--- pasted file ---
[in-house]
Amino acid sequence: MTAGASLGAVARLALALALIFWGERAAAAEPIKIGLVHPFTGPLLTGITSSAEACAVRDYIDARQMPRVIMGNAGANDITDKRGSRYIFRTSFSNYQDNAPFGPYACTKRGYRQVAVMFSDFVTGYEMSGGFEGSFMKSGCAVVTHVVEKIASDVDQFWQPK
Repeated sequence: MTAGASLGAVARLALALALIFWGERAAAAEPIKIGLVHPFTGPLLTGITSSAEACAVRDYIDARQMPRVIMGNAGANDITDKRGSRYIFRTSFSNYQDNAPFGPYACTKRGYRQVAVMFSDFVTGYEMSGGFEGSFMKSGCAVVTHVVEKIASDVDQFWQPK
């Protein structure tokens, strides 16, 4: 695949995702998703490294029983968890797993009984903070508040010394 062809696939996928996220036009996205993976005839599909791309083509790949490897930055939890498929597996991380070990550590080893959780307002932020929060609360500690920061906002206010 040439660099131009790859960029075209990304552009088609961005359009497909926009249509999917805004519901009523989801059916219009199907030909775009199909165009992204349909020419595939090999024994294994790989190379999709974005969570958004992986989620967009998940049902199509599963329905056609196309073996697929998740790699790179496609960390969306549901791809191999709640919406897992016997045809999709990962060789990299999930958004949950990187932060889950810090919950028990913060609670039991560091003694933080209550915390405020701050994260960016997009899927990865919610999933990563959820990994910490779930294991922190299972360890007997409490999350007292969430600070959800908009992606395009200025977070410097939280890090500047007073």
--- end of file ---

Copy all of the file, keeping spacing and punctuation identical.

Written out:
[in-house]
Amino acid sequence: MTAGASLGAVARLALALALIFWGERAAAAEPIKIGLVHPFTGPLLTGITSSAEACAVRDYIDARQMPRVIMGNAGANDITDKRGSRYIFRTSFSNYQDNAPFGPYACTKRGYRQVAVMFSDFVTGYEMSGGFEGSFMKSGCAVVTHVVEKIASDVDQFWQPK
Repeated sequence: MTAGASLGAVARLALALALIFWGERAAAAEPIKIGLVHPFTGPLLTGITSSAEACAVRDYIDARQMPRVIMGNAGANDITDKRGSRYIFRTSFSNYQDNAPFGPYACTKRGYRQVAVMFSDFVTGYEMSGGFEGSFMKSGCAVVTHVVEKIASDVDQFWQPK
């Protein structure tokens, strides 16, 4: 695949995702998703490294029983968890797993009984903070508040010394 062809696939996928996220036009996205993976005839599909791309083509790949490897930055939890498929597996991380070990550590080893959780307002932020929060609360500690920061906002206010 040439660099131009790859960029075209990304552009088609961005359009497909926009249509999917805004519901009523989801059916219009199907030909775009199909165009992204349909020419595939090999024994294994790989190379999709974005969570958004992986989620967009998940049902199509599963329905056609196309073996697929998740790699790179496609960390969306549901791809191999709640919406897992016997045809999709990962060789990299999930958004949950990187932060889950810090919950028990913060609670039991560091003694933080209550915390405020701050994260960016997009899927990865919610999933990563959820990994910490779930294991922190299972360890007997409490999350007292969430600070959800908009992606395009200025977070410097939280890090500047007073």